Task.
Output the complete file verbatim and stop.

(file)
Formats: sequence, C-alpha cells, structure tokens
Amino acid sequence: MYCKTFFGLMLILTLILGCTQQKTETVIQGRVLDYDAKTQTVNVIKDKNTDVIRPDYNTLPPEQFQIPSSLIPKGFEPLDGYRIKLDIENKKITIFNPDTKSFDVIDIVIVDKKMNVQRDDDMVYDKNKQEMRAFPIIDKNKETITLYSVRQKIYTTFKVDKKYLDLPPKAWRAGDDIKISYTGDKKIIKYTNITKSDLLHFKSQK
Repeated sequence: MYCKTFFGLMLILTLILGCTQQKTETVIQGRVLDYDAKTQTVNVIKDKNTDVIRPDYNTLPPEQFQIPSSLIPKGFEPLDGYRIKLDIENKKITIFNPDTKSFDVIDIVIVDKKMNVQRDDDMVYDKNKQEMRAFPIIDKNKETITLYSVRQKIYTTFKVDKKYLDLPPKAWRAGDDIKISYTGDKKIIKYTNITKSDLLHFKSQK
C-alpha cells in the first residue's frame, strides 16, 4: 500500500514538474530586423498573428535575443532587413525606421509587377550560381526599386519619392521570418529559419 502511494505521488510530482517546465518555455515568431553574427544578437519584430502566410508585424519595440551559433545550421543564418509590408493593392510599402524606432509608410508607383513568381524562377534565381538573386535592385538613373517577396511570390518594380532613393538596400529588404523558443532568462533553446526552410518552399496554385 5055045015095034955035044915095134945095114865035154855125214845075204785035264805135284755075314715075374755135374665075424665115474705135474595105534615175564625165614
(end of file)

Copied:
Formats: sequence, C-alpha cells, structure tokens
Amino acid sequence: MYCKTFFGLMLILTLILGCTQQKTETVIQGRVLDYDAKTQTVNVIKDKNTDVIRPDYNTLPPEQFQIPSSLIPKGFEPLDGYRIKLDIENKKITIFNPDTKSFDVIDIVIVDKKMNVQRDDDMVYDKNKQEMRAFPIIDKNKETITLYSVRQKIYTTFKVDKKYLDLPPKAWRAGDDIKISYTGDKKIIKYTNITKSDLLHFKSQK
Repeated sequence: MYCKTFFGLMLILTLILGCTQQKTETVIQGRVLDYDAKTQTVNVIKDKNTDVIRPDYNTLPPEQFQIPSSLIPKGFEPLDGYRIKLDIENKKITIFNPDTKSFDVIDIVIVDKKMNVQRDDDMVYDKNKQEMRAFPIIDKNKETITLYSVRQKIYTTFKVDKKYLDLPPKAWRAGDDIKISYTGDKKIIKYTNITKSDLLHFKSQK
C-alpha cells in the first residue's frame, strides 16, 4: 500500500514538474530586423498573428535575443532587413525606421509587377550560381526599386519619392521570418529559419 502511494505521488510530482517546465518555455515568431553574427544578437519584430502566410508585424519595440551559433545550421543564418509590408493593392510599402524606432509608410508607383513568381524562377534565381538573386535592385538613373517577396511570390518594380532613393538596400529588404523558443532568462533553446526552410518552399496554385 5055045015095034955035044915095134945095114865035154855125214845075204785035264805135284755075314715075374755135374665075424665115474705135474595105534615175564625165614